Pupils’ numeracy is developed in the new environment Abacus. Pupils reinforce their calculative links in an enjoyable way. Moreover, the Abacus team offers worksheets with methodological comments. These are supported by electronic applications and a number of aids. All this can be purchased at

The teacher’s role

The teacher’s role is namely to:

  • create favourable work atmosphere,
  • set adequate, differentiated problems to pupils in a way to ensure the each pupil achieves their personal best in every area,
  • moderate the class discussion.

The teacher does not explain the subject matter. The teacher talking time is limited to minimum. The teacher does not make decisions on whether the solution is correct. That is the pupils’ responsibility. The teacher organises activities, encourages pupils to propose different ideas and moderates their discussion. It may happen that the class agree on a wrong solution or an untruth. The teacher does not correct the mistake but tries to guide their pupils to the right solution with the help of a well-chosen problem. It is not necessary to react at once. It is enough to say that the class would get back to the problem later. This gives the teacher the time needed to think about the adequate problems they can bring to the following lessons. Another possibility is to inform the class at the end of the lesson that one untruth was agreed on. Very likely, there will be at least one pupil who discovers the mistake until the next lesson.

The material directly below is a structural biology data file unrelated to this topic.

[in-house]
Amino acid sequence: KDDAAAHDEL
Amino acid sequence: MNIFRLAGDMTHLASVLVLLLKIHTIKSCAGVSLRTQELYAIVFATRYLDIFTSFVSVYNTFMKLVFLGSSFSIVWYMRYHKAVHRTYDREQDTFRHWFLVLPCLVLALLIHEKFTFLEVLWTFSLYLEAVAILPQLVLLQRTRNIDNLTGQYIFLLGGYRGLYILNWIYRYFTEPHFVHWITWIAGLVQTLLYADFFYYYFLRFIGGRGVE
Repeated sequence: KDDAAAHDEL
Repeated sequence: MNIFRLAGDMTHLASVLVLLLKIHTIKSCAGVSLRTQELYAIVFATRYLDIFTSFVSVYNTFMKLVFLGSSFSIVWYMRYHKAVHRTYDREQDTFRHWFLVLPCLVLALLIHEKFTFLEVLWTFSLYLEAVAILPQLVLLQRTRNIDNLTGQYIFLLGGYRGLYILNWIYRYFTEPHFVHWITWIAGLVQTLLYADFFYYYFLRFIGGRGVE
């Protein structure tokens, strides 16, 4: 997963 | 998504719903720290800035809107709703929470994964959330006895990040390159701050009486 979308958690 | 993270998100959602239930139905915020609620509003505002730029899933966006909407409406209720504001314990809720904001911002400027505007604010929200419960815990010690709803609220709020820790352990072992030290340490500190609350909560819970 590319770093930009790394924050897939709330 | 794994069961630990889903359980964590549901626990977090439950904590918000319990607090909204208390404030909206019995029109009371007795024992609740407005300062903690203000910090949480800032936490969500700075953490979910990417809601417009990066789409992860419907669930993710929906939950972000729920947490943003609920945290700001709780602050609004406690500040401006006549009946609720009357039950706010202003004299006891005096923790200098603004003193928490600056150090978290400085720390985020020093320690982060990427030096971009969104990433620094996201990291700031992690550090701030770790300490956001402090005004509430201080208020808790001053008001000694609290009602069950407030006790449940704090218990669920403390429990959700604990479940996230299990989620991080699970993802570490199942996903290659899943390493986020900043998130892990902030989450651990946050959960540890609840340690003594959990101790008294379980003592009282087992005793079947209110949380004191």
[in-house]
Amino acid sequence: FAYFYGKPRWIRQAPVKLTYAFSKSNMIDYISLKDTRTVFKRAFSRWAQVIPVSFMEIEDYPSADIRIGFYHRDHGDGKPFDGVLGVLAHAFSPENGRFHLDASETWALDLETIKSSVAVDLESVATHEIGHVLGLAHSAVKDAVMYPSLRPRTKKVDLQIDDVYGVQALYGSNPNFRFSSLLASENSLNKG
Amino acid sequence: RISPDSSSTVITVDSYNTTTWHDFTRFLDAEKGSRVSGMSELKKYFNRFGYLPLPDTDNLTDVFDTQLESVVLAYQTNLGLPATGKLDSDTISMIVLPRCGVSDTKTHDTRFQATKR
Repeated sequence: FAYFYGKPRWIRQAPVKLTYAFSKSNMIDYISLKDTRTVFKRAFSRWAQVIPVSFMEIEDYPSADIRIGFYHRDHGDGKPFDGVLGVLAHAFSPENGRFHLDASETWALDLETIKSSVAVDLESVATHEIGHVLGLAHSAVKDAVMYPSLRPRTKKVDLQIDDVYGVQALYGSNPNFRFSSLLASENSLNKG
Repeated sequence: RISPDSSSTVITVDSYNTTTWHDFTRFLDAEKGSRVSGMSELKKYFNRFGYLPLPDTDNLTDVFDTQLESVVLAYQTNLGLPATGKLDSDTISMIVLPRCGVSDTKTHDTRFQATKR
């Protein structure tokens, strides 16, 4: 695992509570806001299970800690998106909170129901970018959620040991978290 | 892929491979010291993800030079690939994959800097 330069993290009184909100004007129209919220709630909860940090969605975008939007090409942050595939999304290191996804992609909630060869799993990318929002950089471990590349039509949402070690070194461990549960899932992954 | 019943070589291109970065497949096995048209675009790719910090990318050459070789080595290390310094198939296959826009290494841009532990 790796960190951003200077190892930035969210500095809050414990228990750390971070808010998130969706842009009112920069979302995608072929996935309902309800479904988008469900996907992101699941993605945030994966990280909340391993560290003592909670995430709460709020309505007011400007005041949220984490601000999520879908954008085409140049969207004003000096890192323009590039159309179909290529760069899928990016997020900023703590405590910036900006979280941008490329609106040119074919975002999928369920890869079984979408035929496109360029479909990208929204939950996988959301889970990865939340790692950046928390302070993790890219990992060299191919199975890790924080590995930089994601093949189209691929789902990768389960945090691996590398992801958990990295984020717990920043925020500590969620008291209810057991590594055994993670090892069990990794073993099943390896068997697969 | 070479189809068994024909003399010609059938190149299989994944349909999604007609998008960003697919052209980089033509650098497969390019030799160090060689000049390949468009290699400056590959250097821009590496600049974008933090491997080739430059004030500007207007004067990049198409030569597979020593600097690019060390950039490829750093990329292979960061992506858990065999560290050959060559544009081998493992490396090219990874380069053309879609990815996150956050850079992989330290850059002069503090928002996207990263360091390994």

Information about where the aids can be purchased are available at

The list of the needed aids:

  • cubes – a set for the class 
  • wooden sticks (natural or coloured, wooden stirrers or wooden ice-cream sticks) – a set for the class 
  • coins (a set for pupils + large for the blackboard)
  • tiles – cardboard, magnetic or cut out and laminated 
  • stepping belt (a huge one under the blackboard + a small one to be stuck on the pupils’ desks)
  • stairs – stepping belt with numbers (a huge one under the whiteboard + a small one to be stuck on the pupils’ desks)trains – set of prisms in colour
  • bus – a box as a bus and tokens as passengers, possibly labels for different stops (the pupil prepares with the pupils)
  • ards with numbers and symbols +, −, <, >, = (photocopiable sheets can be used)
  • dice – large or the usual size – a set for the class 
  • objects for manipulation (tokens, bottle caps, ...) – brought by the teacher
  • square paper (at least 10×10 cm)
  • dry wipe board with a grid 1 cm, 2,5 cm
  • squared paper – 1 cm, 2,5 cm (photocopiable sheets can be used)
  • clock (face) – a set for a class (photocopiable sheets can be used)

A list of recommended aids:

  • poster – Introduction, Introduction – Spot the differences, Bus, Children’s park
  • wooden sticks with magnets for a magnetic board
  • stamps with templates – addition triangle (photocopiable sheets can be used)

Photocopiable templates

Photocopialbe templates can be downloaded by teachers free from This is the cheap variant for schools. E.g. it is possible to substitute coloured prisms (aids) by printed out and laminated coloured rectangles (photocopiable sheets). The templates will be updated.

A set for the first-grader 

It is possible to buy a set of mathematical aids for the first grader. It includes: wooden trains for primary school in a bag, dice (red, blue, green), stickers to be put on the desk or A4 notebook covers – stepping belt and stairs, A4 notebooks with 10 mm square grid on one side and blank sheet on the other side of each page, erasable dry wipe board – grid, ergonomically shaped dry-erase marker, paper coins, cardboard tiles, clock face, A4 notebook cover. It can be purchased at